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August 30, 2011

Two Legal Journal Indexes Change Platforms - ILP and IFLP

In updating the "Legal Periodicals and Indexes" chapter of the upcoming edition of Fundamentals of Legal Research, I've done some digging into the details of two major indexes that will be changing platforms in the very near future: Index to Legal Periodicals and Index to Foreign Legal Periodicals.

  • Index to Legal Periodicals For many years, ILP has been managed by the H.W. Wilson Company but in 2011, Wilson merged with EBSCO Publishing.

    There are three electronic ILP products: Index to Legal Periodicals Full Text; Index to Legal Periodicals & Books; and Index to Legal Periodicals Retrospective.

    - Index to Legal Periodicals Full Text indexes a 1,050 legal periodicals from 1982 to the present. Books are indexed beginning in 1994. Over 350 periodicals are also available in full text from 1994 to date.

    - Index to Legal Periodicals & Books presents the same indexing offered in Index to Legal Periodicals Full Text, but without links to full-text articles. The same journals are covered.

    - Index to Legal Periodicals Retrospective indexes almost 900 legal periodicals from 1908-1981.

    Due to the merger with EBSCO, all three electronic ILP products will be moving from the WilsonWeb internet platform to the EBSCOhost platform in 2012.

    In addition, EBSCO is releasing a new product called Legal Source in 2012 that will combine the ILP content with content from EBSCO's Legal Collection, as well as new additional content. In total, the new Legal Source database will contain over 1200 full text legal journals.

    Before the merger, the ILP & Books index was also available to subscribers of LexisNexis and Westlaw. It is unknown if it will continue to be available on these services after the move to EBSCOhost is complete.

    It doesn't appear that the print edition of ILP will be affected by the merger with EBSCO, although this is not certain.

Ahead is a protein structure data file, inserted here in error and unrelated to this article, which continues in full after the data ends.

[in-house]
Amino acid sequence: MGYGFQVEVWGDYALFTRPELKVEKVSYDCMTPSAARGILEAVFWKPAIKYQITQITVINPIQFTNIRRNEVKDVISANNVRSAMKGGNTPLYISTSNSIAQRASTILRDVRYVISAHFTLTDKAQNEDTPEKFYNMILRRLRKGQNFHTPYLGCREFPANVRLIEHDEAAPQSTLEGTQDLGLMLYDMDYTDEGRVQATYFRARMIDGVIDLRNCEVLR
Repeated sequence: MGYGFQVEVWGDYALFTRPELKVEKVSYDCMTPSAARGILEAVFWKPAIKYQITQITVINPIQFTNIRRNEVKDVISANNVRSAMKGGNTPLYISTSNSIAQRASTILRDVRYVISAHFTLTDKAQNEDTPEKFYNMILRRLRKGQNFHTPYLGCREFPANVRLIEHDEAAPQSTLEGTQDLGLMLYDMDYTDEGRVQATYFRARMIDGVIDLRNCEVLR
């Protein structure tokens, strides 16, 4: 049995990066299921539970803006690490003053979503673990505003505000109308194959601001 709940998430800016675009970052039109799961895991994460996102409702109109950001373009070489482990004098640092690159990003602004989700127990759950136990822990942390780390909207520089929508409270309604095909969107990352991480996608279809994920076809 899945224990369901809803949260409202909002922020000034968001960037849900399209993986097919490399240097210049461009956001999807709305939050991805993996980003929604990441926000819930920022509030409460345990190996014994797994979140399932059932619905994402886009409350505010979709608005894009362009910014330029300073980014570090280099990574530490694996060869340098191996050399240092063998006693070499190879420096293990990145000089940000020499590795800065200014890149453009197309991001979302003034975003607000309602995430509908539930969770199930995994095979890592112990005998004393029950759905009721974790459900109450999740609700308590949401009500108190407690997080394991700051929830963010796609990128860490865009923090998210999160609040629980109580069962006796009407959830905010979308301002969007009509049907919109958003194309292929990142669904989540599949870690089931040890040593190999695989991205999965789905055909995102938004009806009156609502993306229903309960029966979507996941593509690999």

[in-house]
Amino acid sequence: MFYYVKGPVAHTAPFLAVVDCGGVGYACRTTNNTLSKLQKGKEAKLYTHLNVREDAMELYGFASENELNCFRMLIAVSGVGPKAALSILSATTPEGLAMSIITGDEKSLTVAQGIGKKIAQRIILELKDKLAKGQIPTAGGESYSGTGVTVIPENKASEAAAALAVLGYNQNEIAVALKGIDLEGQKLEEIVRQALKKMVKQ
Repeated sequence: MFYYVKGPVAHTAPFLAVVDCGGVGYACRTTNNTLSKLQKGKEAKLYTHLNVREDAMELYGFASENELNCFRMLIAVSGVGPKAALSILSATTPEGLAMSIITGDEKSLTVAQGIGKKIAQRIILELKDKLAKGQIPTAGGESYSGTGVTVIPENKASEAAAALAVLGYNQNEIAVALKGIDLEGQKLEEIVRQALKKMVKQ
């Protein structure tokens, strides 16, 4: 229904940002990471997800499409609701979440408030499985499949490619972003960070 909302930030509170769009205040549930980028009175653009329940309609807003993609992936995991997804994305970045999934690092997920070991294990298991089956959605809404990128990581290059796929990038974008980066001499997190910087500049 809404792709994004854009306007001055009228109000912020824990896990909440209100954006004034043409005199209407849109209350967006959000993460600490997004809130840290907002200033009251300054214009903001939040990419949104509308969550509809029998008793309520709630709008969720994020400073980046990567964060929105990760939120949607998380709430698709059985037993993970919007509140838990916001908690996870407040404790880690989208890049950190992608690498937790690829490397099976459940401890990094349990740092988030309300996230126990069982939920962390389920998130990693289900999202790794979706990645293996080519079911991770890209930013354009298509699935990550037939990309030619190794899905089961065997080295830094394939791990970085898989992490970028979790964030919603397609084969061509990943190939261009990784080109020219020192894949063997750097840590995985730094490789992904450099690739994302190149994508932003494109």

For more information about the merger and new database, see this brochure.

  • Index to Foreign Legal Periodicals
    IFLP, produced by the American Association of Law Libraries, is a multilingual index to articles and book reviews appearing in legal journals published worldwide.

    IFLP was formerly available electronically via Ovid Technologies and Westlaw. As of 2012, IFLP will be available exclusively via HeinOnline (1985 to the present). Index entries will be linked to the full-text articles in HeinOnline when possible.

    The print edition of IFLP, which had been published by the University of California Press, will now also be produced by William S. Hein & Co.

    See the HeinOnline blog for more information.

Jureeka! Now Powered by Cornell's LII

It appears that Jureeka! is now powered by Cornell's Legal Information Institute (LII).

Jureeka! is a Firefox plugin that turns legal citations in web pages into hyperlinks that point to online legal source material. It's great for quickly locating statutes, case law, regulations, federal court rules, international law sources, and more.

We've installed Jureeka! on our public workstations in the law library. It allows users to click right into cases, etc when the citation appears on any web page.

August 26, 2011

Google De-Enhancements

A few weeks ago I posted that Google had discontinued the Google Uncle Sam search engine for government documents.

Law Librarian Blog reports that Google has, unfortunately, discontinued a few more things:

  • "The option for Advanced Search no longer appears on the main Google page. You can still get there by going to http://www.google.com/advanced_search. The option still appears next to the search box on a results page for a previous search. Advanced Search has been vastly simplified in its filtering options, suggesting that Google thinks its omnivorous general search is good enough."
  • "Google News Archives search is no longer available as a direct search, nor will there be any new content added to the project.... The content that currently exists should still be available through a general search and through the Advanced Search option in Google News."